Where Old Dogs Move Anxiety Follows?

It’s easy to forget this will happen after years of having a mellow, sweet, trouble-free dog.  We moved in early November and did everything we were supposed to do – brought Chica to the new place before moving in, put her familiar things out for her, walked her around the new neighbourhood several weeks prior to living here…BUT our fourteen-year old dog did not cope with the move.  Yet she was fine in the car (LOVES the car) and good on her walks.  Just seemed to hate the new house.

After an expected difficult adjustment period of ten days, she seemed to calm down.  We were still at work then, before the holidays, and things looked sorted.  I would return home after a few hours and find her sleeping peacefully in the living room.  However, after our vacations began, Chica started pacing and panting incessantly, looking distressed with her tail tucked in and shifting her weight from foot to foot.   It seemed like she was in pain or distress.  Her head also tilted slightly to the right.  She started behaving this way at night – refusing to settle down and sleep and seeming very agitated.  Running to the door even though she didn’t need to go out.  Needless to say, we didn’t sleep either.  I now hallucinate obsessive panting even if the dog is outside and I’m inside!  She would get so tired, she would start to fall asleep standing up, but would not lay down or settle.  Even if we forced her to lay down, as soon as we took our hands off her she would spring up like a jack-in-the-box.

Until the move, Chica had been managing well despite all her ongoing health concerns (thyroid problem, chronic pancreatitis, Cushing’s Disease, bilateral Horner’s Syndrome, arthritis in her back left leg and a partially torn ACL (for which she’s been having rehab and acupuncture – no surgery at her age).  We didn’t know what to do other than to take her to the experts at Canada West on Dec. 21st.  She saw an internal medicine specialist (who confirmed she had a pancreatic episode prior to Christmas, and which we dealt with by giving her boiled chicken breast and rice and then ID gastro-restore food).  Maybe that had been the problem.  But no, the pancreatitis cleared up and the horrible anxiety didn’t, and now it started happening during the day time as well, in fact it was happening anytime she wasn’t in the car or on a walk.  So then Chica went back to her neurologist (yes she has a neurologist and she’s even had an MRI – and she didn’t have to be on a waitlist or anything).  The neurologist found no symptoms of cognitive dysfunction due to any change in her tumor (from the Cushing’s Disease), and he found no signs of dementia (due to her old age).  In fact, her recent ultrasound and bloodtests show Chica to be in remarkably good health for a senior dog.  We were at our wits’ end…you can’t euthanize a healthy dog!  Meanwhile we’re the ones that felt like we needed to be put to sleep.  WHAT IS WRONG WITH HER?!  The only answer remaining seems to be that she has had a profoundly negative response to the move itself and now her brain is stuck in a “distress loop.”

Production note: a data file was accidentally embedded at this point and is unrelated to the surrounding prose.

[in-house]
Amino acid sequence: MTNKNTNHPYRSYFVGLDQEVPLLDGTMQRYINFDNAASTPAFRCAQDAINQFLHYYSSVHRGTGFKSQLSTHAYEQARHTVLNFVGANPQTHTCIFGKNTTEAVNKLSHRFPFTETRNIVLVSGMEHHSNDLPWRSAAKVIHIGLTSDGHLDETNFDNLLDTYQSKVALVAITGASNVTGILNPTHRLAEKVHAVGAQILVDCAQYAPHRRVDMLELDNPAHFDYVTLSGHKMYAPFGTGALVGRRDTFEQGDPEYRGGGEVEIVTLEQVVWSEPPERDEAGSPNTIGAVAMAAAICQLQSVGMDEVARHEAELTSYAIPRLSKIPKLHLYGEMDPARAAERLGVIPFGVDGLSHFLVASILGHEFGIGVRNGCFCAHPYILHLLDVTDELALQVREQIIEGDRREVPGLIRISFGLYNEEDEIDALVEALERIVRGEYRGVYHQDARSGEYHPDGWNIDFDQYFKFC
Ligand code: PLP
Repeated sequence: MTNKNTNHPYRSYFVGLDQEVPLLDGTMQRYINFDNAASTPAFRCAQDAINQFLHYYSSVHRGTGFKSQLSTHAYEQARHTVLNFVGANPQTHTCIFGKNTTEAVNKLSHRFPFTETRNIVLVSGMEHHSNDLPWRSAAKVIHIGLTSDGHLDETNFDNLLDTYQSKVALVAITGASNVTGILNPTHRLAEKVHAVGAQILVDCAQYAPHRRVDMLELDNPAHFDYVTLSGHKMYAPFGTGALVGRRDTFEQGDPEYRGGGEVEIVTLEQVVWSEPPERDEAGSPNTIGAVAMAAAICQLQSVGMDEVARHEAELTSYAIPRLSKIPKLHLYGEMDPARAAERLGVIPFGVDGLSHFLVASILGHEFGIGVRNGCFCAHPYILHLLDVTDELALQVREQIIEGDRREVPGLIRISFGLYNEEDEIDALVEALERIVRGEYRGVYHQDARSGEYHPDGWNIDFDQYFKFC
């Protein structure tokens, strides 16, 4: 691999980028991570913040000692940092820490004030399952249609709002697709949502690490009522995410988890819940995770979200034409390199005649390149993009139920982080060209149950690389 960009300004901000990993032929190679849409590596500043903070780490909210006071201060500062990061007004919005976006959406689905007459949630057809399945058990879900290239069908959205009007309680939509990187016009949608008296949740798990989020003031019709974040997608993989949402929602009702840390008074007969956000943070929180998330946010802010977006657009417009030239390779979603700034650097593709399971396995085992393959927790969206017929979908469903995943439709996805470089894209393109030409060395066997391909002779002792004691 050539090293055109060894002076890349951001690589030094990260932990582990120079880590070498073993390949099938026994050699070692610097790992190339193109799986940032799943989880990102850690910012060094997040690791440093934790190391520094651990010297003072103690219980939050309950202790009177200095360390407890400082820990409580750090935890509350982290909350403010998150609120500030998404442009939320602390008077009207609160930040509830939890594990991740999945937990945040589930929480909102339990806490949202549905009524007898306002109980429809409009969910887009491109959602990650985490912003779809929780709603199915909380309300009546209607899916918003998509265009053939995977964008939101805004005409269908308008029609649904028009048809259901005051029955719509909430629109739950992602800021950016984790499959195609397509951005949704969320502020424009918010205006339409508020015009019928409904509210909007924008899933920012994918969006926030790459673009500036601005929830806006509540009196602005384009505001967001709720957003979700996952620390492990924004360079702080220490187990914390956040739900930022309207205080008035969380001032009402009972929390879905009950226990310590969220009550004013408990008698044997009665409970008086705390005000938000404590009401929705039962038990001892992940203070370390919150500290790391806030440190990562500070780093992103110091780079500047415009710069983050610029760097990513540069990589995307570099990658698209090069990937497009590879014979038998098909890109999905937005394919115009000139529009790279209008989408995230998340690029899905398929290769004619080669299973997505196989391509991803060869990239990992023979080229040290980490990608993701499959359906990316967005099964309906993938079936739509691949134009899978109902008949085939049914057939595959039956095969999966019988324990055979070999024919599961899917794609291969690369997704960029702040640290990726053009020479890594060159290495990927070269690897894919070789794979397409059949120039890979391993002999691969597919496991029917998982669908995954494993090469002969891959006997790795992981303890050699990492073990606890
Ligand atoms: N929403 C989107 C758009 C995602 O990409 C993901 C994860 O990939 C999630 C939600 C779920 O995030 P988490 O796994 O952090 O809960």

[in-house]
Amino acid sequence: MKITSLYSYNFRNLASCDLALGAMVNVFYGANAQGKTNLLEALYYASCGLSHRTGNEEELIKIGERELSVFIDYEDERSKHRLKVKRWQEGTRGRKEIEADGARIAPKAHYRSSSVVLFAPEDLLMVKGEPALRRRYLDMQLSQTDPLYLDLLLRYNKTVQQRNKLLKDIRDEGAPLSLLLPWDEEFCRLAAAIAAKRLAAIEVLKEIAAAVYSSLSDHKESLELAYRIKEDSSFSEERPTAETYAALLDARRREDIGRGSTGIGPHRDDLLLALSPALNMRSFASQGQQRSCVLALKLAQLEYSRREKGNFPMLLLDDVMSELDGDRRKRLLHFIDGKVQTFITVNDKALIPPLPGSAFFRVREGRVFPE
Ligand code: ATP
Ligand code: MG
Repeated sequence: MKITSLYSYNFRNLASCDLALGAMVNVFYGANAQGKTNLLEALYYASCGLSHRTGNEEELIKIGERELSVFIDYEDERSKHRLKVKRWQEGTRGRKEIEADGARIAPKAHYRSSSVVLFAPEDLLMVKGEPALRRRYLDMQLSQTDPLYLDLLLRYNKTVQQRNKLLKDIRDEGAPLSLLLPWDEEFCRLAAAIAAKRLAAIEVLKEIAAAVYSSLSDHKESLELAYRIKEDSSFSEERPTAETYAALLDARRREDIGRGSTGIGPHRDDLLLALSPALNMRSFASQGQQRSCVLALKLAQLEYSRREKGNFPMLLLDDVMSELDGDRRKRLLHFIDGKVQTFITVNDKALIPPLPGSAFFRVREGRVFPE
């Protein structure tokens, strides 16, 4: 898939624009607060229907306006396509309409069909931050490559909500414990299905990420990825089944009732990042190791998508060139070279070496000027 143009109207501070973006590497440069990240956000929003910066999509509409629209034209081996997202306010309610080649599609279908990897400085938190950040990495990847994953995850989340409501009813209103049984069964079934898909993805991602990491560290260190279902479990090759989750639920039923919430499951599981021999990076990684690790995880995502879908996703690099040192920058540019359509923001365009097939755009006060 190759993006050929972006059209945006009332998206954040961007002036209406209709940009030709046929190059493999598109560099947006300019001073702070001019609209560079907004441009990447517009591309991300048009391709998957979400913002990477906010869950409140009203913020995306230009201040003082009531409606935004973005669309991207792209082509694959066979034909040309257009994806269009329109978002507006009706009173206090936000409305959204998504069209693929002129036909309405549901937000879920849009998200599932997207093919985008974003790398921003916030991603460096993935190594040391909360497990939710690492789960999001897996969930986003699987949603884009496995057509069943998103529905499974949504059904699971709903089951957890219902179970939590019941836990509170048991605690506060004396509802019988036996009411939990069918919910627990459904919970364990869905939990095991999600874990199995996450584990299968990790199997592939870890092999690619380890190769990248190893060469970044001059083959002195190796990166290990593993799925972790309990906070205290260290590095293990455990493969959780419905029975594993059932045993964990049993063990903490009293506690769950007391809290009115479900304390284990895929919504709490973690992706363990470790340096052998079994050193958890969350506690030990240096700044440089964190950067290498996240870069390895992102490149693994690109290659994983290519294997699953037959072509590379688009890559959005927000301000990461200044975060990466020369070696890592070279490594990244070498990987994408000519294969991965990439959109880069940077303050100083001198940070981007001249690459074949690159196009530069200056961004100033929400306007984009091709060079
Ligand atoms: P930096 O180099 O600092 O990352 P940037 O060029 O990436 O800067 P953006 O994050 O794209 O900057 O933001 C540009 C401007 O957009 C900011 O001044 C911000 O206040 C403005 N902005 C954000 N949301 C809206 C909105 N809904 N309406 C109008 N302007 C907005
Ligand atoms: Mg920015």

Over the last couple of weeks we’ve tried Xanax (worked briefly), Tramadol (picked up on Christmas Day – it works sporadically in combination with Gravol), Percocet (makes her twitch and drool), Gabapentin (works in conjunction with Percocet and Gravol, but leaves her so dopey she falls down – and she has thus re-injured her left hind leg, setting her back after weeks of rehab and acupuncture).

Not fans of having her drugged half the time and agitated the rest of the time (what kind of quality of life is that?), yet not ready to euthanize her (in case something works), we’ve stopped all the drugs except for her usual medications – synthroid, Trilostane – and the Gravol (which gives us about four hours of peace).

We’ve spoken to dog behavioural specialists and asked our vet for a prescription of Prozac as a last resort, but prior to using it we have purchased a pheromone collar, a Thundershirt, and a pop-up kennel – all intended to give her a sense of security or to make her calm down.  She’s been wearing the collar and the Thundershirt (we put it on her when she was outside and not anxious), and we’ve fed her and put treats in the pop-up kennel which has her stinky dog blanket from the car in it.

And right now she is incessantly scruffing up her bed and panting.  Nobody seems to have any further advice.  There is no more help at hand.  After much grief and about $2,000 spent (just since Dec. 21st), we’re out of ideas and money.  The glass of wine I’m currently drinking is from our last bottle and Chica’s Percocet is looking mighty tempting…